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The Roar


Give coaches a choice: NRL post-match press conferences are mandatory, but only to say what the bosses want you to say

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15th April, 2024

If there were any doubts about the pointlessness of NRL post-match press conferences then I believe that they have been put to rest in the past few weeks.

Last week, Sydney Roosters’ coach Trent Robinson was given an official warning by the NRL over his comments in relation to Dom Young’s send-off and the sin-binning of Victor Radley in their side’s loss to Canterbury Bulldogs.

The NRL was so concerned by Robinson’s comments that it requested a transcript of the post-match press conference and conduct a full review.

It was reported Robinson narrowly avoided a fine, but he was warned by the NRL over the comments and another transgression will likely result in further punishment.

A panellist on NRL 360 said Robinson’s comments went down like a lead balloon at the league’s head office.

Robinson commented about two video referee decisions describing Radley’s sin-binning for an alleged hip-drop tackle as “ridiculous” and said Young’s send-off set a new benchmark.

The criticism of Radley’s sin-binning seems reasonable considering the Roosters lock was not charged by the match review committee.


Furthermore, it was curious when on Friday the video referee chose not to send Melbourne Storm fullback Ryan Papenhuyzen to the sin-bin for what one FOX League analyst described as a hip-drop tackle.

The match review committee charged Papenhuyzen with Grade One Dangerous Contact.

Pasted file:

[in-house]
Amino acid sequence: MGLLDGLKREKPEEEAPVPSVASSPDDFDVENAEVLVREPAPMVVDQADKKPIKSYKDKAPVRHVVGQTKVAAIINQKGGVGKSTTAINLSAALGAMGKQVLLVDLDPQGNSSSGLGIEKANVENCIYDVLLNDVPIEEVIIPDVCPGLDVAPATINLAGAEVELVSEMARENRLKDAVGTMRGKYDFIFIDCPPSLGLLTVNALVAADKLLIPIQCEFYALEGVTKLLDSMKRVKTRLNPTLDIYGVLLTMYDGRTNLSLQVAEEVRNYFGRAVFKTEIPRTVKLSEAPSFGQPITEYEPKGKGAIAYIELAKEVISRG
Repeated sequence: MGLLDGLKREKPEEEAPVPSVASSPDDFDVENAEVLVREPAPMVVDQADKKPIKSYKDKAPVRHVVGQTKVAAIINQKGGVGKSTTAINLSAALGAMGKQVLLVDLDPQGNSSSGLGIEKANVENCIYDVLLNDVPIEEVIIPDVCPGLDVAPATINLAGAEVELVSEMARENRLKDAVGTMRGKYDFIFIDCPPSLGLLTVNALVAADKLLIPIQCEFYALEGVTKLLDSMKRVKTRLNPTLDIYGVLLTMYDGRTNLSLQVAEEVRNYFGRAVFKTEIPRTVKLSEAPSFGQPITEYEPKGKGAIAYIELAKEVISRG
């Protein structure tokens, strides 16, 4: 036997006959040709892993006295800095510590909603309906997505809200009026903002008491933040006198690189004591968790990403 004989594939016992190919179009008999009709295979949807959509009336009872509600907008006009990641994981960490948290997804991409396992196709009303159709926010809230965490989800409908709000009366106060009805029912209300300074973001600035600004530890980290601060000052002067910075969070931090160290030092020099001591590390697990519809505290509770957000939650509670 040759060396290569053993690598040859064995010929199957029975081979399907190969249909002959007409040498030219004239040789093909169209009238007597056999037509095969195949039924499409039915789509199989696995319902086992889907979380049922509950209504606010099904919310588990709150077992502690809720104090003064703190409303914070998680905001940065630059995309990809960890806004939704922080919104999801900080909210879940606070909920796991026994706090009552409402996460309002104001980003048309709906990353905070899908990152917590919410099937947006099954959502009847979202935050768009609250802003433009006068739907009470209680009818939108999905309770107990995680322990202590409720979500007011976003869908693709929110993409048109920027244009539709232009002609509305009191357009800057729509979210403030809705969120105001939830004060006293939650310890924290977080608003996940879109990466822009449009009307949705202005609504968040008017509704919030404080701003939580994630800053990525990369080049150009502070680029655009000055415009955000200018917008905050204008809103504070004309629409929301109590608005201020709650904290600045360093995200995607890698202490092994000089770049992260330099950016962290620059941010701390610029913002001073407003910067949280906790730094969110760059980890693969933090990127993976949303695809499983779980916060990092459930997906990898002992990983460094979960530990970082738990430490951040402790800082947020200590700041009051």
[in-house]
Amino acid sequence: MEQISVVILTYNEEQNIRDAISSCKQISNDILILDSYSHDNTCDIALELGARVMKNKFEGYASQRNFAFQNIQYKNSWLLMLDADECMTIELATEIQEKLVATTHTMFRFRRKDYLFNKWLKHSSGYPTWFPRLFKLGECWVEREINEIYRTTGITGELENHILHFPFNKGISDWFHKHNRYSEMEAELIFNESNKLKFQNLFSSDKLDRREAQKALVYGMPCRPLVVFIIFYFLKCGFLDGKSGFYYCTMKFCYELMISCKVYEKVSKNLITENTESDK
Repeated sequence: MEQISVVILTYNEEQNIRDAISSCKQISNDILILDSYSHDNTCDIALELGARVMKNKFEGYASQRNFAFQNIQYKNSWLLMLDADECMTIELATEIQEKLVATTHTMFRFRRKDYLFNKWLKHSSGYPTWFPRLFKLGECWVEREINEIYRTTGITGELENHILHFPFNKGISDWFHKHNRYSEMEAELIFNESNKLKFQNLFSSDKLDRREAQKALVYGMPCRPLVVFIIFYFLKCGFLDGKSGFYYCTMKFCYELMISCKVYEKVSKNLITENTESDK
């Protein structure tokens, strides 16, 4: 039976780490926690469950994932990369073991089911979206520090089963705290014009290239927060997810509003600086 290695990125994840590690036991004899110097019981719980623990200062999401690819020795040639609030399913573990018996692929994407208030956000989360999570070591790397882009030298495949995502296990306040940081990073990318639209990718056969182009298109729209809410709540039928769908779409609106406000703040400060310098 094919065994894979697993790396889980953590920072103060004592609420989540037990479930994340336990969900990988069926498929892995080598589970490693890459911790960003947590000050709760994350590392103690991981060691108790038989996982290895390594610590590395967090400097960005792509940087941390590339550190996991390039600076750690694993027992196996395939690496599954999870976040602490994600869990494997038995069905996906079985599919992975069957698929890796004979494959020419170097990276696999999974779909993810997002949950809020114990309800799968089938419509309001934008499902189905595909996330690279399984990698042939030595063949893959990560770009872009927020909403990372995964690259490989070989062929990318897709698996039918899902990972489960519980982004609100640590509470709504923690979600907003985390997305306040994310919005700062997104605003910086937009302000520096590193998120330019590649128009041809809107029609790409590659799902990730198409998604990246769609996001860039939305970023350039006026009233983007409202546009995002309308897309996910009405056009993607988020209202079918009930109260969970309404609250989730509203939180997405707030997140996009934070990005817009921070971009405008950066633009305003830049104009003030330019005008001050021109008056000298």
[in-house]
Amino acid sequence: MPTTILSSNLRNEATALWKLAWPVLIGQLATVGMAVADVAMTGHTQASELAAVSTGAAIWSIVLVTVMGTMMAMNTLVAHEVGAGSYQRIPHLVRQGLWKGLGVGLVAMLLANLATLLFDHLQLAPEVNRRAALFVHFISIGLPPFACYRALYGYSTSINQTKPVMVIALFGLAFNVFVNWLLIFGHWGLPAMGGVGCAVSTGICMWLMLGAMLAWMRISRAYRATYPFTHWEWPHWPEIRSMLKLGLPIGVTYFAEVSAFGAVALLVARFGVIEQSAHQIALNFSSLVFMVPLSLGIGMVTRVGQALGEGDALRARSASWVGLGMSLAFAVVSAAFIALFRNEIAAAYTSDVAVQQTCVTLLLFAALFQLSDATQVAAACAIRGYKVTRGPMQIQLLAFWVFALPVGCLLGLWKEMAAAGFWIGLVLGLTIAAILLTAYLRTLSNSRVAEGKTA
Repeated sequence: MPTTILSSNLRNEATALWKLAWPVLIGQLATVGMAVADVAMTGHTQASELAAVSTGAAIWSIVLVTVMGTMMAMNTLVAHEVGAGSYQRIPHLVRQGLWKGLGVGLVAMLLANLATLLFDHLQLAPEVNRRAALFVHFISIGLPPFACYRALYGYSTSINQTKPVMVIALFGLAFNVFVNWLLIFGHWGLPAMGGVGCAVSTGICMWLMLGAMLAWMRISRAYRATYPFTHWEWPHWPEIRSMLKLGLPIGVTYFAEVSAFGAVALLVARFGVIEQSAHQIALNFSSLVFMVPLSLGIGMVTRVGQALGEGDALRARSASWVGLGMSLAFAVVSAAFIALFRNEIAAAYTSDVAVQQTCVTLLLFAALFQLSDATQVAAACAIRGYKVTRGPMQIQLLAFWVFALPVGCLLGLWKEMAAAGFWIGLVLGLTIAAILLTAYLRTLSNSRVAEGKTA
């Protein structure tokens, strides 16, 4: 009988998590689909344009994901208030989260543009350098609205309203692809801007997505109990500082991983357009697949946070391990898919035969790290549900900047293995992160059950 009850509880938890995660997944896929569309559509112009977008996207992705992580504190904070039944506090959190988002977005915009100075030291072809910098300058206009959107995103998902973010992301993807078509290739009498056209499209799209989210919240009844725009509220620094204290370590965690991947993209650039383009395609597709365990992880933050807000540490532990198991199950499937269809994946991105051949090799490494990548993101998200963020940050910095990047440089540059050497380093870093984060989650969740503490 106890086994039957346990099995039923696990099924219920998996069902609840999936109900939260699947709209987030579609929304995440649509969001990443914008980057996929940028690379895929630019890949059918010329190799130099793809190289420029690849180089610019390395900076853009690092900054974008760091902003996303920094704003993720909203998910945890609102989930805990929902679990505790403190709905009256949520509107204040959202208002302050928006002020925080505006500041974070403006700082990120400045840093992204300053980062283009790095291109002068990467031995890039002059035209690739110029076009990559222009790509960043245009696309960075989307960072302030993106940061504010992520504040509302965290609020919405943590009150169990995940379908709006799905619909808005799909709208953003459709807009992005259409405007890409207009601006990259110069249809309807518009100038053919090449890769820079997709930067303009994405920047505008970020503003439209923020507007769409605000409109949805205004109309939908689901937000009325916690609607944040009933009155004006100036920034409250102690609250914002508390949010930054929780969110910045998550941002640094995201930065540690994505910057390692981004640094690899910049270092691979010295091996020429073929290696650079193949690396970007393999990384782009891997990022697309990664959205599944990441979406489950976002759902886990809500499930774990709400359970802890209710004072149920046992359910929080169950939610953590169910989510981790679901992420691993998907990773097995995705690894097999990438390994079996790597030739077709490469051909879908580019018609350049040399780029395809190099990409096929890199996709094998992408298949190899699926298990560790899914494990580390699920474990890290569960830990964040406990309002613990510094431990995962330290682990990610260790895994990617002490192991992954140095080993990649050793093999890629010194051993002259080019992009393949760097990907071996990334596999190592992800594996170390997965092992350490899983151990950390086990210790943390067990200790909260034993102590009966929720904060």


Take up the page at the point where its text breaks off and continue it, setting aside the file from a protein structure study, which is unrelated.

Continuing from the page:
Robinson’s issue with Young’s dismissal – a decision I agree with – was that it was inconsistent with how similar incidents had been treated recently by video referees.

Two incidents that come to mind are from round two – Penrith’s Jerome Luai’s swinging arm on Parramatta’s Bailey Simonsson and Briton Nikora’s hit on Viliame Kikau in Cronulla’s clash with Canterbury.

Young was the first player to be sent off this season.

The NRL have allowed criticism of decisions by referees provided they do not involve questioning the integrity of officials. However, I feel that Robinson’s criticism was confined to his own view and the merit of the decisions.


But coaches and players are between a rock and a hard place; one one hand they are compelled to appear before the cameras under the threat of a fine, then on the other, they can’t really say what is on their minds truthfully.

Once they take their seats it is inevitable for reporters to ask for their opinions on controversial issues including contentious referee decisions.

The NRL’s official warning and threat of financial penalty should allow Robinson or any other coach to decline to appear at press conferences.

After all, what is the point of us fans being fed only opinions through rose-coloured glasses, or propaganda because it suits the game’s administrators?

If the governing body insists on demanding their attendance under the threat of a fine coaches should be allowed to excuse themselves from press conferences almost as soon as they arrive like Souths coach Jason Demetriou who ended a press conference after 27 seconds.

Coaches should be allowed to respond openly and honestly to questions from the media otherwise there is no point appearing.


If a coach or player responds to a question from an NRL-accredited member of the media without besmirching anyone personally there should be no sanctions, no investigations and certainly no warnings.

Coaches do not have the choice to avoid press conferences. Unlike the head office, they cannot pick and choose when they talk to the media.

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During times of controversy head office executives can bunker down to avoid the media spotlight instead issuing press releases and avoiding questions while waiting for an issue to drift from the public’s attention.

Coaches and players have no such option after a game. Coaches and players are then sanctioned for making legitimate points about problems that have been allowed to happen under the watch of the same people issuing sanctions.

Mistakes from officials are shrugged away by the NRL because they are said to have a difficult job.


It’s about time coaches told the NRL they won’t be attending press conferences for the same reason.